54F. Capital gain on transfer of certain capital assets not to be charged in case of investment in residential house—(1) Subject to the provisions of sub-section (4), where, in the case of an assessee being an individual or a Hindu undivided family, the capital gain arises from the transfer of any long-term capital asset, not being a residential house (hereafter in this section referred to as the original asset), and the assessee has, within a period of one year before or two years after the date on which the transfer took place purchased, or has within a period of three years after that date constructed, a residential house (hereafter in this section referred to as the new asset), the capital gain shall be dealt with in accordance with the following provisions of this section, that is to say,—

(a) if the cost of the new asset is not less than the net consideration in respect of the original asset, the whole of such capital gain shall not be charged under section 45 ;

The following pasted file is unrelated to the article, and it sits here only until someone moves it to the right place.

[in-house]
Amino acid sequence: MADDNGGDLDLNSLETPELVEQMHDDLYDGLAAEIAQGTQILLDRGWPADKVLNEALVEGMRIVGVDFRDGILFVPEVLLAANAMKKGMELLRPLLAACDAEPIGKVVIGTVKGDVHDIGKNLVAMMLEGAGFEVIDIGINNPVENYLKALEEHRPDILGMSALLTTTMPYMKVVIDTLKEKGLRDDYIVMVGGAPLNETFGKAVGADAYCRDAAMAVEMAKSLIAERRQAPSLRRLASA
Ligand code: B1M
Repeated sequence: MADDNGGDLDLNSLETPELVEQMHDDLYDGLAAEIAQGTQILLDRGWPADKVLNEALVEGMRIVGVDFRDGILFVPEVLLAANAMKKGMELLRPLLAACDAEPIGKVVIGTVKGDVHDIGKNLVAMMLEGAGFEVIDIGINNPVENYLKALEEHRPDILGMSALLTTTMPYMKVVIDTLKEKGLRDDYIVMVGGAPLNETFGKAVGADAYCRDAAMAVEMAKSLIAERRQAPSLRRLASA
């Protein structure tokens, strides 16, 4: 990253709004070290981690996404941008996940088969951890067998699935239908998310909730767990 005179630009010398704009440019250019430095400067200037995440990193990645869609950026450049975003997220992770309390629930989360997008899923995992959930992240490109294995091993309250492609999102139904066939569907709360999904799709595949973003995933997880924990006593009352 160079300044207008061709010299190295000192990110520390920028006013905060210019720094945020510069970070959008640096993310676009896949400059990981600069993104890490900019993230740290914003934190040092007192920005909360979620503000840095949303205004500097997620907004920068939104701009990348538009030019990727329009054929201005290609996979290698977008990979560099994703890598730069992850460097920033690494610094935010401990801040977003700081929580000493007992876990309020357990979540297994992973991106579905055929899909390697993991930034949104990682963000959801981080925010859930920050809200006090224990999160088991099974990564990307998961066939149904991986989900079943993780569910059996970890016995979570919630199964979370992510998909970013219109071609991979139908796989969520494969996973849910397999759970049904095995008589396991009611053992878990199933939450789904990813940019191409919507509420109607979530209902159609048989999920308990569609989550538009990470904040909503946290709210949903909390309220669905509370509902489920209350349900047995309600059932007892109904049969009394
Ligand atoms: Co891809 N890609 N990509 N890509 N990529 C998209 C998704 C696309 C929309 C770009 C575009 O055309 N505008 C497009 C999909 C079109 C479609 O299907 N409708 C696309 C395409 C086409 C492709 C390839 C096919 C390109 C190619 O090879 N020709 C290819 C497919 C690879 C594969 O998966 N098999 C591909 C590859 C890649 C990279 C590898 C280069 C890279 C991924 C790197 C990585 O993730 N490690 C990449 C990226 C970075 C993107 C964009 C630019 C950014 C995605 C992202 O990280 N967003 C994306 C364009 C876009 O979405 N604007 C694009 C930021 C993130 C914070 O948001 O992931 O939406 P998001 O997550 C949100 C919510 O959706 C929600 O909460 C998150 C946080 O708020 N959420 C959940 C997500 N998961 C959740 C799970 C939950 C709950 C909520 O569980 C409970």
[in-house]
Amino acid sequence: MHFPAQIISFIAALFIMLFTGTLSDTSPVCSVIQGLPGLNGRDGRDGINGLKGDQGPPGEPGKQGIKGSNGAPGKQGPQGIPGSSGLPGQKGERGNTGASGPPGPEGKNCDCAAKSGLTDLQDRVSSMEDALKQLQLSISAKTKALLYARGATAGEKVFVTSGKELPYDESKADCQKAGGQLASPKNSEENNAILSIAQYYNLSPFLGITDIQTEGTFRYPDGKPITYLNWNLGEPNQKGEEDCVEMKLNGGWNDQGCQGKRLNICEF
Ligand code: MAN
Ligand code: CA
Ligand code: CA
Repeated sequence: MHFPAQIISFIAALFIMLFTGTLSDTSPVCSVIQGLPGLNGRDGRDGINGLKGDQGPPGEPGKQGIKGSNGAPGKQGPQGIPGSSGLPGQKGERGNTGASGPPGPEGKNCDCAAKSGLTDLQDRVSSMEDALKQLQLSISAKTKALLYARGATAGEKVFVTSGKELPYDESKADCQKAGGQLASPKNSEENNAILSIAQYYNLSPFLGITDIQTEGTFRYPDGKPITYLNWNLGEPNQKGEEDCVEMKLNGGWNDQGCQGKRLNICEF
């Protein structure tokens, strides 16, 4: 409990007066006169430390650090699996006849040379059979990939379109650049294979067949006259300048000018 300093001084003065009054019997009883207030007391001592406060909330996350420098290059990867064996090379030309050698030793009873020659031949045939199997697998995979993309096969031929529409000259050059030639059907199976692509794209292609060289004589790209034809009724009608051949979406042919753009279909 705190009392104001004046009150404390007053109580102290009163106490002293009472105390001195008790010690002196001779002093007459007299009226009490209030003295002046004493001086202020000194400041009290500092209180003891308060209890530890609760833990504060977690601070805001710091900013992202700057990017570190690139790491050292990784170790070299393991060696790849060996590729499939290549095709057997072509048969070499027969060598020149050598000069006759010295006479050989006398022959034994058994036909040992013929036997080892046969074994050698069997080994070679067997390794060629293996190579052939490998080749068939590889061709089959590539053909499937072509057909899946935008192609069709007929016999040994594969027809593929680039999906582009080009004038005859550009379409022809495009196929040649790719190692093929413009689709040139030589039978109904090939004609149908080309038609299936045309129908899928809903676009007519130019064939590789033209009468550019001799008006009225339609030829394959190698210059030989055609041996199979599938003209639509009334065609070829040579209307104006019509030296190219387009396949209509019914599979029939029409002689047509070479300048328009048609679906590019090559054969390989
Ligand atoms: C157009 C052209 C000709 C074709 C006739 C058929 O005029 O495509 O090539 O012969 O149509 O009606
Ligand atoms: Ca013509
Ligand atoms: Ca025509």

(b) if the cost of the new asset is less than the net consideration in respect of the original asset, so much of the capital gain as bears to the whole of the capital gain the same proportion as the cost of the new asset bears to the net consideration, shall not be charged under section 45:

Provided that nothing contained in this sub-section shall apply where—

(a) the assessee,—

(i) owns more than one residential house, other than the new asset, on the date of transfer of the original asset; or

(ii) purchases any residential house, other than the new asset, within a period of one year after the date of transfer of the original asset; or

(iii) constructs any residential house, other than the new asset, within a period of three years after the date of transfer of the original asset; and

(b) the income from such residential house, other than the one residential house owned on the date of transfer of the original asset, is chargeable under the head “Income from house property”.

Explanation.—For the purposes of this section,-

** ** **